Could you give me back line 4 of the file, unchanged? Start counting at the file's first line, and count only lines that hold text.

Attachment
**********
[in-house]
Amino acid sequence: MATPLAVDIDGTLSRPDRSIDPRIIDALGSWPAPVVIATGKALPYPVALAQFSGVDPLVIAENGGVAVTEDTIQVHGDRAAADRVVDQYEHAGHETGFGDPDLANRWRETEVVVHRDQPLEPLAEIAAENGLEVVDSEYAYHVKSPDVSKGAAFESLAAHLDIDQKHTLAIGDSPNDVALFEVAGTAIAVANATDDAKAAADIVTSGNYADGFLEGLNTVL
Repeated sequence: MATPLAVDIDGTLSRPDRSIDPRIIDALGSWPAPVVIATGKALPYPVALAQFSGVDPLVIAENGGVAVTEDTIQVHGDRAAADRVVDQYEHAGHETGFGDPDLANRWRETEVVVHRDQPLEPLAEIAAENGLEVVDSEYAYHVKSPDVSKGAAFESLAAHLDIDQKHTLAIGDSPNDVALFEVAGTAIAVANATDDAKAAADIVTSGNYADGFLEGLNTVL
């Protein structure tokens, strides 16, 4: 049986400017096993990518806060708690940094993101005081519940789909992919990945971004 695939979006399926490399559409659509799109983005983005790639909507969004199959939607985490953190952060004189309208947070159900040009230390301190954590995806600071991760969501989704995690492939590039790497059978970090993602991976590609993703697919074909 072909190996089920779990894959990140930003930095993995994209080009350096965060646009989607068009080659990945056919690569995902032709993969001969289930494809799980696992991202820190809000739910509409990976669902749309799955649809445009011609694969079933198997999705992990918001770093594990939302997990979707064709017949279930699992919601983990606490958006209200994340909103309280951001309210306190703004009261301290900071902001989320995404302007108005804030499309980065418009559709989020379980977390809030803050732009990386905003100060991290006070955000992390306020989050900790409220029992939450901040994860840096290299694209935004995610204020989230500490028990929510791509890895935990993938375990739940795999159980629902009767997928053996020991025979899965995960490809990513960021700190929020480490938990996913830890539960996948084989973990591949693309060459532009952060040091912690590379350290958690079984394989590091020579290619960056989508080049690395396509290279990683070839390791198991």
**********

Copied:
């Protein structure tokens, strides 16, 4: 049986400017096993990518806060708690940094993101005081519940789909992919990945971004 695939979006399926490399559409659509799109983005983005790639909507969004199959939607985490953190952060004189309208947070159900040009230390301190954590995806600071991760969501989704995690492939590039790497059978970090993602991976590609993703697919074909 072909190996089920779990894959990140930003930095993995994209080009350096965060646009989607068009080659990945056919690569995902032709993969001969289930494809799980696992991202820190809000739910509409990976669902749309799955649809445009011609694969079933198997999705992990918001770093594990939302997990979707064709017949279930699992919601983990606490958006209200994340909103309280951001309210306190703004009261301290900071902001989320995404302007108005804030499309980065418009559709989020379980977390809030803050732009990386905003100060991290006070955000992390306020989050900790409220029992939450901040994860840096290299694209935004995610204020989230500490028990929510791509890895935990993938375990739940795999159980629902009767997928053996020991025979899965995960490809990513960021700190929020480490938990996913830890539960996948084989973990591949693309060459532009952060040091912690590379350290958690079984394989590091020579290619960056989508080049690395396509290279990683070839390791198991």